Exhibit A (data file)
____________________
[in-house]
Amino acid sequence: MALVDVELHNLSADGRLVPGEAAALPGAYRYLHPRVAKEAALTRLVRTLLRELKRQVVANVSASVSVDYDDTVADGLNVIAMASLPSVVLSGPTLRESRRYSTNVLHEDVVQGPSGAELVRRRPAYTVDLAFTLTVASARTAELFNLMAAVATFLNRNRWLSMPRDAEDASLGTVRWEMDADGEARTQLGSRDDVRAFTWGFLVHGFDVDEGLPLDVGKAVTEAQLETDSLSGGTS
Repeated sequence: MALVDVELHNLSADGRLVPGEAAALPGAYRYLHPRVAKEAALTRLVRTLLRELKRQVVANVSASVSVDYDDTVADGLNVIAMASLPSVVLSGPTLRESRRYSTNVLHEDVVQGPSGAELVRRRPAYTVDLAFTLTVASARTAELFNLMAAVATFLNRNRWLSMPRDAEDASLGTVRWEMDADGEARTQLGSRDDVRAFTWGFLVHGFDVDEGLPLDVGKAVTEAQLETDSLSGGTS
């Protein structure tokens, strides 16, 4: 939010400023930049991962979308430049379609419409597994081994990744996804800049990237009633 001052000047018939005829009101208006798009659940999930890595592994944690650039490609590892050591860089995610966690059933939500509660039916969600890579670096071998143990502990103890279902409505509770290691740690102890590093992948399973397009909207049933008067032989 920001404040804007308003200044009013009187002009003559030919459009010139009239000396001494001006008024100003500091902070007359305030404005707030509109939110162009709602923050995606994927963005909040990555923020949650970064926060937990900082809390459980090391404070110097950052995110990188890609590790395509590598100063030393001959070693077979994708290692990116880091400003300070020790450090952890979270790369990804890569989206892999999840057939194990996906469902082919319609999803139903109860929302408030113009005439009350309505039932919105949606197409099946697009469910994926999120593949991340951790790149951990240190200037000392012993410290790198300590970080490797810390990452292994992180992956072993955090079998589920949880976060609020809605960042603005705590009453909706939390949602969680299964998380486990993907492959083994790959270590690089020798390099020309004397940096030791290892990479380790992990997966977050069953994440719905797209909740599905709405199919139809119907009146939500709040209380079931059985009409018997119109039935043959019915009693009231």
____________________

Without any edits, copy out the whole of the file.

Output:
[in-house]
Amino acid sequence: MALVDVELHNLSADGRLVPGEAAALPGAYRYLHPRVAKEAALTRLVRTLLRELKRQVVANVSASVSVDYDDTVADGLNVIAMASLPSVVLSGPTLRESRRYSTNVLHEDVVQGPSGAELVRRRPAYTVDLAFTLTVASARTAELFNLMAAVATFLNRNRWLSMPRDAEDASLGTVRWEMDADGEARTQLGSRDDVRAFTWGFLVHGFDVDEGLPLDVGKAVTEAQLETDSLSGGTS
Repeated sequence: MALVDVELHNLSADGRLVPGEAAALPGAYRYLHPRVAKEAALTRLVRTLLRELKRQVVANVSASVSVDYDDTVADGLNVIAMASLPSVVLSGPTLRESRRYSTNVLHEDVVQGPSGAELVRRRPAYTVDLAFTLTVASARTAELFNLMAAVATFLNRNRWLSMPRDAEDASLGTVRWEMDADGEARTQLGSRDDVRAFTWGFLVHGFDVDEGLPLDVGKAVTEAQLETDSLSGGTS
């Protein structure tokens, strides 16, 4: 939010400023930049991962979308430049379609419409597994081994990744996804800049990237009633 001052000047018939005829009101208006798009659940999930890595592994944690650039490609590892050591860089995610966690059933939500509660039916969600890579670096071998143990502990103890279902409505509770290691740690102890590093992948399973397009909207049933008067032989 920001404040804007308003200044009013009187002009003559030919459009010139009239000396001494001006008024100003500091902070007359305030404005707030509109939110162009709602923050995606994927963005909040990555923020949650970064926060937990900082809390459980090391404070110097950052995110990188890609590790395509590598100063030393001959070693077979994708290692990116880091400003300070020790450090952890979270790369990804890569989206892999999840057939194990996906469902082919319609999803139903109860929302408030113009005439009350309505039932919105949606197409099946697009469910994926999120593949991340951790790149951990240190200037000392012993410290790198300590970080490797810390990452292994992180992956072993955090079998589920949880976060609020809605960042603005705590009453909706939390949602969680299964998380486990993907492959083994790959270590690089020798390099020309004397940096030791290892990479380790992990997966977050069953994440719905797209909740599905709405199919139809119907009146939500709040209380079931059985009409018997119109039935043959019915009693009231």